Dealing with pain

Living with pain can be one of the hardest parts of having arthritis. Effective pain management involves goal setting. The focus of these goals should be on helping you live the life you want, rather than just reducing pain. A multidisciplinary approach to your treatment pathway is the best way to achieve these goals. Remember the most important member of your Health Care Team is YOU!

What causes pain

There are now thought to be three types of pain:

  • Tissue damage or inflammation, the process that causes heat and swelling in your joints
  • Nerve pain
  • Increased sensitivity (hypersensitivity) of the pain system

For some conditions, such as fibromyalgia, the cause of the pain is not fully understood.

Everyone’s pain is different and everyone is affected by pain in different ways

What you can do to manage your pain

Pain may limit some of the things you do, but it doesn’t have to control your life. Your mind plays an important role in how you feel pain. Thinking of pain as a signal to take positive action rather than being scared or worried about it can be helpful. 

You can learn ways to manage your pain. What works for one person may not work for another, so you may have to try different techniques until you find what works best for you. It is not best to go in to treatment expecting to be pain-free. The main aim is to help you manage your pain so that you can still do the things you enjoy in life.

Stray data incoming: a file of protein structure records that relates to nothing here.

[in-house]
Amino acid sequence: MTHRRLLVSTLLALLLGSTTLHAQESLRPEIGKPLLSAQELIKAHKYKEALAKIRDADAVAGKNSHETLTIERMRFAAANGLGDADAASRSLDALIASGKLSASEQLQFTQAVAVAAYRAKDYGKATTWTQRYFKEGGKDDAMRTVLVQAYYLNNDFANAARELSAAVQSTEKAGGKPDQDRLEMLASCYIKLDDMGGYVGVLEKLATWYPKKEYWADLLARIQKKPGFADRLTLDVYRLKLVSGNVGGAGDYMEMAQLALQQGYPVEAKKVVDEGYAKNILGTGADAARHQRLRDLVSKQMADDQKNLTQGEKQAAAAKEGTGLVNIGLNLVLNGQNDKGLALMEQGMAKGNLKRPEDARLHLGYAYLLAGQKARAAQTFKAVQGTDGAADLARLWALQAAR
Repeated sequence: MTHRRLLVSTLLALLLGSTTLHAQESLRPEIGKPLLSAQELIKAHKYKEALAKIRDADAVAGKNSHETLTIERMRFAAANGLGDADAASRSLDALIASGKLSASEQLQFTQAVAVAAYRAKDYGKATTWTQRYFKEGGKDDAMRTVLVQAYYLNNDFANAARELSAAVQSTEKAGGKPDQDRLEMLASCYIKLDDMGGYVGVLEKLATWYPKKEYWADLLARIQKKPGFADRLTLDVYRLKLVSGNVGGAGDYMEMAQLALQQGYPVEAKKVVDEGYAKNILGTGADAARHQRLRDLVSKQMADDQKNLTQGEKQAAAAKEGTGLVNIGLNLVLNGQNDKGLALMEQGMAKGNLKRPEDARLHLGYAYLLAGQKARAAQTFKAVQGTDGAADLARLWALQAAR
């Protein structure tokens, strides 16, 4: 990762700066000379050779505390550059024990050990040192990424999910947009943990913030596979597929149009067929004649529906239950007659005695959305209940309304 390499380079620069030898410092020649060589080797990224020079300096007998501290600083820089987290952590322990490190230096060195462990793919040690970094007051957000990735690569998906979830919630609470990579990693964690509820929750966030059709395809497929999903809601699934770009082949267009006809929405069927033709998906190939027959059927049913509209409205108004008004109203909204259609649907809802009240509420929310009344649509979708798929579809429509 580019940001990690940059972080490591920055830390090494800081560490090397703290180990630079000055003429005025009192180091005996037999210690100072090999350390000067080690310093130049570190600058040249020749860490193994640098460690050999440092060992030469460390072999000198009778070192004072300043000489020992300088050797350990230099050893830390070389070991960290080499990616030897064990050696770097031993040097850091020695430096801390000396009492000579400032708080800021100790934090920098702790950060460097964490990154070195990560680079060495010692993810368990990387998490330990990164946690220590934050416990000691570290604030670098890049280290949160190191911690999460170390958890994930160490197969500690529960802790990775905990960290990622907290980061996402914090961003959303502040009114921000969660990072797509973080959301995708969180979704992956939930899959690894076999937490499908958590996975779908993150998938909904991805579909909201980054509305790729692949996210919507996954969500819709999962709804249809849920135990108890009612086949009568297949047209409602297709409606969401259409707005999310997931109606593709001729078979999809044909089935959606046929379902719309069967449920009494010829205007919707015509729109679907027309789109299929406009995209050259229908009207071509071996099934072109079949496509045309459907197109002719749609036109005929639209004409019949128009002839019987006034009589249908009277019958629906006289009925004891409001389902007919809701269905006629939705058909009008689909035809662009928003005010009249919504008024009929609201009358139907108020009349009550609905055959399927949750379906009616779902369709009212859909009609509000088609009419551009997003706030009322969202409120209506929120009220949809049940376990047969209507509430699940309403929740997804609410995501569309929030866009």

Here are some things you can try:

  • Work closely with your Health Care Team to develop a management plan for your chronic pain. 
  • Set goals and pace yourself. Goals should be SMART (Specific, Measurable, Achievable, Relevant and Time-based).Pacing is important. By conserving your energy, you can gradually work towards achieving your SMART activity goals.
  • Mind your emotions and thoughts. A trained professional, such as a psychologist, can help you learn relaxation and pain coping skills so you can better manage your pain. Some of these techniques include:
    • Relaxation: Relaxation techniques, such as deep breathing, guided imagery (mental pictures) and progressive muscle relaxation, can help you reduce stress and muscle tension. These techniques need to be practised and you may have to try several methods before you find one that works for you. You may find it helpful to use Apps and audio recordings, or books to help you learn relaxation techniques.
    • Mindfulness Based Stress Reduction: This is a structured program developed at the University of Massachusetts Medical School. It helps you become aware of thoughts that may be exaggerated or unhelpful and then how to respond to them.
  • Stay active. Research has shown that regular appropriate physical activity can help reduce pain. It also keeps your joints moving, strengthens muscles to support your joints, reduces stress and improves sleep. A health professional (eg. a physiotherapist or exercise physiologist) or your doctor can help you work out a program suitable for you.
  • Take care of your joints and save energy. Looking after your joints during your daily activities can help reduce pain, stress and tiredness. It involves simple habits such as: – avoiding activities that cause pain – asking for help when you need it – using special aids and gadgets to make tasks easier. See Fatigue and arthritis.